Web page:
Is usually tend to nest IF ELSE statements, but for readability this is a lot more complicated.
Have you thought about drawing a state diagram and from that to create a state machine?
That helped me with my garden irrigation.
On the other hand instead of
if (condition_a and condition_b and condition_c...)
i’m no using sometimes:
to stop the rule at that position.
It improves readability quite a lot especially when the alternative would be having nested IF statements
Is a good tutorial for a pretty comprehensive approach.
Design Pattern: How to Structure a Rule provides some help perhaps for dealing with the nested if/elses. For example, you can check for Holiday or Vacation mode up front and exit the Rule which eliminates one set of nesting.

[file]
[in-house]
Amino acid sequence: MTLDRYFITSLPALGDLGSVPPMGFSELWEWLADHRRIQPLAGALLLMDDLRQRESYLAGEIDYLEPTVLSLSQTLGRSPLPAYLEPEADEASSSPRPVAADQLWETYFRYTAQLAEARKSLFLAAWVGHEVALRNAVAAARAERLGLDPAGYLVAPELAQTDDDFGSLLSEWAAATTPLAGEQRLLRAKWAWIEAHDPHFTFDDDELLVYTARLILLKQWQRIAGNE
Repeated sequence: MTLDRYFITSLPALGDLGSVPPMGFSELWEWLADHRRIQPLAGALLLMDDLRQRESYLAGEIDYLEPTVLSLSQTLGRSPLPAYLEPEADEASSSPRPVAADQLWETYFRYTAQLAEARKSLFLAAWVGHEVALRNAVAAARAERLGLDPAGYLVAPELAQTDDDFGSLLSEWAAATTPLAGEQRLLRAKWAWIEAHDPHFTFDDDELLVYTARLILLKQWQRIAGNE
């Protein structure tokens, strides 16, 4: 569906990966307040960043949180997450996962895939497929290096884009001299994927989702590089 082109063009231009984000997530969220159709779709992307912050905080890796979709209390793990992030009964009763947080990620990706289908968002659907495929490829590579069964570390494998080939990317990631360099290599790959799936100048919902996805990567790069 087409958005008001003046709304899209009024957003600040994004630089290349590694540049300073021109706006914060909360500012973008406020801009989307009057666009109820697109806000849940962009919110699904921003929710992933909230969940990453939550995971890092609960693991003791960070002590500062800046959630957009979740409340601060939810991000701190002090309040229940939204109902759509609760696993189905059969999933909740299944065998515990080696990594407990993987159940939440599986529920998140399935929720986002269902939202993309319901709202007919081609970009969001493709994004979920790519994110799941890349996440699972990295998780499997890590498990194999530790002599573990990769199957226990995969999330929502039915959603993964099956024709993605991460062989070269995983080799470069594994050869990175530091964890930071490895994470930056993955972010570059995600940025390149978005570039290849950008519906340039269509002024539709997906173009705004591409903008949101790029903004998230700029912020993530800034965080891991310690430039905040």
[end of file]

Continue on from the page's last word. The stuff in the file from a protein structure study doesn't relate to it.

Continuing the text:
But until you can build up the state machine and fully understand what you want to have happen for all of your conditions then you will never be able to build the code. So maybe draw a state diagram (see A State Machine Primer with HABlladin, the openHAB Genie and Washing Machine State Machine for examples) to map out all the conditions and appropriate states. Once it is all mapped out your Rule will be a bunch of same level if/else statements or switch statements.
This is the standard approach to a problem like this in programming.
THX! I’ve checked out both articles. In fact, my current implementation is a mixture from both patterns. So obviously there seems to be no way to create a better solution using openHAB.
I’ll think about storing the configuration in an external file and building a generic implementation, so that I only have to change the config file and not the code. Maybe with this approach I can stop writing duplicated code…